Retirement

Pensions Secretary signals period of stability for tax relief

Rozi Jones
|
5th July 2017
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"The idea of reforming pensions tax relief in the previous parliament was somewhat daunting and recent events haven’t changed that."

New Secretary of State for Work and Pensions, David Gauke, says he "wouldn’t see any fundamental changes in the near future" to pension tax relief.

Speaking at an Association of British Insurers conference on Tuesday, Gauke said: “The idea of reforming pensions tax relief in the previous parliament was somewhat daunting and recent events haven’t changed that.

“I am not going to shy away from the fact that getting legislation through the House of Commons would be challenging now.

“But that does give us an opportunity to now think about long-term reform, and to try and build a consensus. This is not a time to rush through an announcement then go to legislation in a short time.”

David Gauke was appointed as Secretary of State for Work and Pensions last month as part of the cabinet reshuffle.

He was previously chief secretary to the treasury and has served as the Conservative MP for Hertfordshire South West since May 2005.

Kate Smith, head of pensions at Aegon, commented: “We welcome David Gauke's comments regarding a period of stability for pensions tax relief. We hope this also means an end to the constant tinkering with the pension tax rules we’ve seen over the last 10 years. Hopefully this puts an end to speculation about imminent reform which has been unsettling for those saving into a pension.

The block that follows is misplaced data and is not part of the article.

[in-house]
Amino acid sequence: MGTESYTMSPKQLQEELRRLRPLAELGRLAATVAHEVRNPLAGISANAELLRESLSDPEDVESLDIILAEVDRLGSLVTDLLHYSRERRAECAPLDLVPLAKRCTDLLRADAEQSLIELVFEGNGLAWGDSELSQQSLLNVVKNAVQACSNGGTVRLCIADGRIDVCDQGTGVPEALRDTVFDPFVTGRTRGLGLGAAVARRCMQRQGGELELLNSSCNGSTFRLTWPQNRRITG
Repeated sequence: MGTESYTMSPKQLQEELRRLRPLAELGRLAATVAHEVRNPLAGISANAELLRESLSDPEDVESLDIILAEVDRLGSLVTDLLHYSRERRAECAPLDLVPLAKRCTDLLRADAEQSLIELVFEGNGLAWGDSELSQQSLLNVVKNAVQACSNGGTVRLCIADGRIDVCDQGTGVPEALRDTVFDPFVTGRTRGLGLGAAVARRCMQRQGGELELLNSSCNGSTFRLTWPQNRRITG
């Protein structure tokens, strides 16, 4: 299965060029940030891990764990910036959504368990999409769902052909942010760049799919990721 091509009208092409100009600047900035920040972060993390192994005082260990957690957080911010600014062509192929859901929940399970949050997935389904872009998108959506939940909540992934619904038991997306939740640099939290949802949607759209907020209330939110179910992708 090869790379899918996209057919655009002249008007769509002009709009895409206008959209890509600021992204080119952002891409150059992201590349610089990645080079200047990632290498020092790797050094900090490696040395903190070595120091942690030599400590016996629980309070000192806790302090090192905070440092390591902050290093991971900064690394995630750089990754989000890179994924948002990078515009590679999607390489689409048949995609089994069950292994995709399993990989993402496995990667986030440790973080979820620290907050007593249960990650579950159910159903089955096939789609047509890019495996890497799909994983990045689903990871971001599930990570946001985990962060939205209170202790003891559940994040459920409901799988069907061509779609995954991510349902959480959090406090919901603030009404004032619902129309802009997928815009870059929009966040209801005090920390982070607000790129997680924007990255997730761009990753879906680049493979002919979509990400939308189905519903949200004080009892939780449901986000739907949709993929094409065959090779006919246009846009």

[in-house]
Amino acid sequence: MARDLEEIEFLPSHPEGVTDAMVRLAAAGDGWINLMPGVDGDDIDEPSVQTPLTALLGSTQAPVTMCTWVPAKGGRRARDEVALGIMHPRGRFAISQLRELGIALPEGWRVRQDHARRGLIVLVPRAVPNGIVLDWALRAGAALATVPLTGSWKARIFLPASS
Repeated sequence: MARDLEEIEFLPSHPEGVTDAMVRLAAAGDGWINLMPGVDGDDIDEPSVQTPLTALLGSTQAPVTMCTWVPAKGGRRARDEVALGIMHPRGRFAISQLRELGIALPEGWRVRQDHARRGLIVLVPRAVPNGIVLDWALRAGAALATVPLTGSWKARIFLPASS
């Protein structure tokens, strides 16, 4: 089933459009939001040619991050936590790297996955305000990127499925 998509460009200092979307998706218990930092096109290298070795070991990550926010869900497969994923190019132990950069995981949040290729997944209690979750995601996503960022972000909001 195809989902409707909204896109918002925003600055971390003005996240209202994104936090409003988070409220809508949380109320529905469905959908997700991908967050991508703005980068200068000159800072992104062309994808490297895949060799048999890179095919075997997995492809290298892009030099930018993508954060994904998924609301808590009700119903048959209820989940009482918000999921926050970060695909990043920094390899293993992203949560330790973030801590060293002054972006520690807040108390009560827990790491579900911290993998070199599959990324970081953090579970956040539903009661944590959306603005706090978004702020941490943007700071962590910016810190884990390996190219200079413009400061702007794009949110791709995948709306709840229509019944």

"Any change could have been politically contentious and difficult to see through. There are a number of issues that deserve more immediate attention such as legislation to tackle pension scams and a the development of a cross party consensus on how to tackle the rising cost of social care.”

Steve Webb, former Pensions Minister and Director of Policy at Royal London, said after the election result that a minority government "will struggle to pass any major reforming legislation".

Webb said that reforming the funding of social care "will almost certainly be kicked into the long grass as will any big shake up of pension tax relief".

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